The portal, NIL and betting


I may be out of my league on this one, but in my view, college football is losing its game. The University of Michigan and Jim Harbaugh saved their program by diving deep into the transfer portal, along with who knows how much was spent in Name-Image-Likeness (NIL). Loyalty to your alma mater? Forget about it.

Top-ranked players are flooding the zones of top-ranked football programs. It’s this simple: “Show me the money.” Lesser programs can’t compete with the promises of commercials, endorsements and other promotional activities that high-profile teams can generate with their national television presence. Smaller football programs increasingly suffer from the offenses of Power Five programs.

I remember when five Ohio State football players were given “gold pants” award trinkets for beating Michigan, and then sanctioned (suspended for five games) for trading their trinkets for tattoos. Yeah, “tattoo gate.” Now, players are making thousands of dollars for their NIL.

Nick Saban retired from Alabama and nine days later, 10 Alabama players entered the transfer portal. Ryan Day, at Ohio State, believed in developing his players over their three to five years at Buckeye Nation, but then he got overrun by Michigan’s new portal game plan tactics and maybe sign stealing as well.

Archie Griffin, Ohio State’s two-time Heisman Trophy winner, was the starting tailback at Ohio State for four years. That’s right, he didn’t even enter the NFL draft until he’d graduated after four years. Not only did he stay loyal then, but he’s been a loyal Buckeye ever since.

Since the end of the football season, 20 Ohio State players have entered the outgoing transfer portal to seek glory elsewhere. And in the incoming transfer portal, four all-star quality players have committed to Ohio State, and more may be coming as the portal reopens this spring.

Look, I’m not opposed to these guys getting something more than scholarships to play and attend Ohio State or any other college or university. They bring a ton of money into these big school programs. But is NIL the way to do it? Maybe, maybe not. But at least their compensation ought to be set aside in a trust fund until graduation. Want to enter into the transfer portal? Maybe there ought to be some disincentives, like having to wait a year in suspension before becoming eligible to play for the new team, along with those NIL benefits during the same suspension period.

Maybe I’m old-fashioned. Ask me where Jim Brown played college football for four years — Syracuse. Ask me where Tom Brady played college football for four years — Michigan. Ask me where Peyton Manning played college football for four years — University of Tennessee. Ask me where John Elway played college football for four years — Stanford.

In 2023, 55.7% of starting quarterbacks were transfers. In 2019, that number was 24%, according to ESPN. We live in an era, sad to say, where loyalty to the all mighty dollar far exceeds loyalty to any particular college or university.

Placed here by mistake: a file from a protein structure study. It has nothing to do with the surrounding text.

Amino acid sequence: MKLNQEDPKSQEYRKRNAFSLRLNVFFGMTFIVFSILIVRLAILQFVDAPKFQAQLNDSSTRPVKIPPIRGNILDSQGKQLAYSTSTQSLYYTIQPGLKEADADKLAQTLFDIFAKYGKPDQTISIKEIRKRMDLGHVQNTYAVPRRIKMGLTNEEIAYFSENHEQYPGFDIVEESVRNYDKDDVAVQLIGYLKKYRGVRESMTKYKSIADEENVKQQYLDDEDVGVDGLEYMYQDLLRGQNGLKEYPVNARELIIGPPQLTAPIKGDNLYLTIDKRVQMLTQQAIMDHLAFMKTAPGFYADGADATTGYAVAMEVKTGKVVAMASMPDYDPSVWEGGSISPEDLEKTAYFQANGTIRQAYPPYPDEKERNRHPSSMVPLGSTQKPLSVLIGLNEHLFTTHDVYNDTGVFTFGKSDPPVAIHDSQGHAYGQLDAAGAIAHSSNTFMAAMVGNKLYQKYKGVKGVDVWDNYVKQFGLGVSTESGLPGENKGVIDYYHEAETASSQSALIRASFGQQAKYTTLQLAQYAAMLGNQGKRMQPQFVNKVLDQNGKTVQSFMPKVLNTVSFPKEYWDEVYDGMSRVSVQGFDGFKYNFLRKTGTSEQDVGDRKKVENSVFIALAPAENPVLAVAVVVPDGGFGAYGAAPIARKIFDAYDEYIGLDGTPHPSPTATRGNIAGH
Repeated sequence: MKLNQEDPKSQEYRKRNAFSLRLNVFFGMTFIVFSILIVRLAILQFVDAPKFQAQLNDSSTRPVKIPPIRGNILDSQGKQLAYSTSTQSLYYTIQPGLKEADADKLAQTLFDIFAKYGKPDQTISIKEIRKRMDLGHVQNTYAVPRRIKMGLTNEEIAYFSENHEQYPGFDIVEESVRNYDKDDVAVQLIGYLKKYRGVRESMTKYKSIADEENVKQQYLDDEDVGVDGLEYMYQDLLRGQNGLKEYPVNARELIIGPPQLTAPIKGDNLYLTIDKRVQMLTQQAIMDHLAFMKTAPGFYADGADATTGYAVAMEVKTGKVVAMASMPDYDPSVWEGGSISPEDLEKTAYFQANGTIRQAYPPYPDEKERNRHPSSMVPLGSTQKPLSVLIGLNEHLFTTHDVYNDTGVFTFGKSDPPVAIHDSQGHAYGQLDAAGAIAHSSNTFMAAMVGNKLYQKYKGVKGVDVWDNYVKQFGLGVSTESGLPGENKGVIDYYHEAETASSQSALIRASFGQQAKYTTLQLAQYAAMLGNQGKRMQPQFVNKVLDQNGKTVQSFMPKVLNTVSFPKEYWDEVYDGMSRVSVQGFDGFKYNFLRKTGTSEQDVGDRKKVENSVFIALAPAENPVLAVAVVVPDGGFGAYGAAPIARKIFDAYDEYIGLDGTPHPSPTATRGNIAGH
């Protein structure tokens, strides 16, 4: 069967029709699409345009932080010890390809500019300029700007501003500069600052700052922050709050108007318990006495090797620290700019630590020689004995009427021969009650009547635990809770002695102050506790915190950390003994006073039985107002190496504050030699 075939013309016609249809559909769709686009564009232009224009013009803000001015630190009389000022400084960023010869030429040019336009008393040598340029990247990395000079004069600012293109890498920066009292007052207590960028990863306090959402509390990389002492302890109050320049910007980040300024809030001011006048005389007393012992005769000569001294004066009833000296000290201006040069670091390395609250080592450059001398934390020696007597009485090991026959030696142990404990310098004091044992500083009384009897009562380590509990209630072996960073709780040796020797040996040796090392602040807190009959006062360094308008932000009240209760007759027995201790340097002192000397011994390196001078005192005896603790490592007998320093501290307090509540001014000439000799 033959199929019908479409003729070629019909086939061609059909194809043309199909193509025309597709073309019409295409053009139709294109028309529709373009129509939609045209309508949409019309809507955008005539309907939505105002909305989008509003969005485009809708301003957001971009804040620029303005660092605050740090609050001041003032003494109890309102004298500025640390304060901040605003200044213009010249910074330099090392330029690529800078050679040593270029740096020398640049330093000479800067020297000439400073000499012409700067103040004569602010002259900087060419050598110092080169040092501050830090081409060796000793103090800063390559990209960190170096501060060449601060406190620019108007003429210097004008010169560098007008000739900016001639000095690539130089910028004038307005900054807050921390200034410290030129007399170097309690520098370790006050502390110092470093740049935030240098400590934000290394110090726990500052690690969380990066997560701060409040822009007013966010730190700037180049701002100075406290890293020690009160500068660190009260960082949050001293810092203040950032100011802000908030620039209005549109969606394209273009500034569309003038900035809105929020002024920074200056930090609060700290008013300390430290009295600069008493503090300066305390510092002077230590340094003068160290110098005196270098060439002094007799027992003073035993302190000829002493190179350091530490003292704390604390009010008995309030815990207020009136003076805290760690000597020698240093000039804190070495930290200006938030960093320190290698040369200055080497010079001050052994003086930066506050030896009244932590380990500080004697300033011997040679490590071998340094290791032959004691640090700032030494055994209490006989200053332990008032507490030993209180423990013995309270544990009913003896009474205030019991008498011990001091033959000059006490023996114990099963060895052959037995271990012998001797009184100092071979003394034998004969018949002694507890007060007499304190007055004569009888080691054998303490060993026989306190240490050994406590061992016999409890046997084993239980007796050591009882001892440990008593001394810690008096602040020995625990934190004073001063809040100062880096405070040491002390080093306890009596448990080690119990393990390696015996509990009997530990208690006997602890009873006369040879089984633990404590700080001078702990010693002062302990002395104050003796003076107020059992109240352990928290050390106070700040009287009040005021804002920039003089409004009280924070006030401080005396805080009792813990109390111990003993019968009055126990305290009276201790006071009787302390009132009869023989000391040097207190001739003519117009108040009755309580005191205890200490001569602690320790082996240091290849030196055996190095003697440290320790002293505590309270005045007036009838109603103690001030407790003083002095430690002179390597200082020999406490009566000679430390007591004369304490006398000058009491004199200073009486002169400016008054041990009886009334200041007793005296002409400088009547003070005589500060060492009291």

My grievances don’t end with the portal and NIL. Sports betting is not only tarnishing college football and pro football but the lives of many, especially young men between the ages of 25 and 34.

Why is sports betting soaring? According to a report on CBS’s “60 Minutes,” there are 50 million sports bettors in America today, spending more than a quarter of a trillion dollars on sports betting. Yes, no bookies needed, just apps like FanDuel and DraftKings, apps that have made sports betting very cool. Of course, the flip side to cool is that betting is a losing game. Gaming companies are making billions of dollars as are sports leagues and state governments, but among the 25- to 34-year-olds there’s a growing public health crisis — gambling addiction.

One young man interviewed on the CBS program said, “The sports books’ commercials and the leagues themselves are making it look so cool, to gamble and risk your money.” Another said he knew of students using financial aid money to bet and others who have dived into their inheritances to sports bet.

Once again, it’s “show me the money.” The same former student commented that the sport books use artificial intelligence to know what you like to bet on, what time of day you like to bet, what teams and sports you gravitate towards and then through the apps and social media they barrage you with opportunities to get rich quick.

All this makes Pete Rose look like a rookie gambling artifact from a bygone era, but guilty, nonetheless.

Are NIL, portal transfers and sports betting likely to go away? I doubt it. What’s needed? Governments are happy to vacuum up their citizens’ money to balance budgets, even though they know that gambling can lead to addiction. But so can alcohol and cigarettes. We set rules on the latter with regards to advertising and marketing so perhaps we need to do the same with sports betting.

I’ll give recently retired Alabama football coach Nick Saban the last word here: “We’re moving in the sort of semi-pro direction in terms of, there’s pay-for-play now. We call it name, image and likeness, but that’s pay-for-play, basically – and I’m all for the players sharing in what’s happening (but) you’ve got guys transferring from one team to the next at will with very little guidelines as to how to control any of these things, and we’re gonna have a playoff very similar to the NFL.”

I happen to think Saban is right. You can bet on it.

Bill Sims is a Hillsboro resident, retired president of the Denver Council on Foreign Relations, an author and runs a small farm in Berrysville with his wife. He is a former educator, executive and foundation president.

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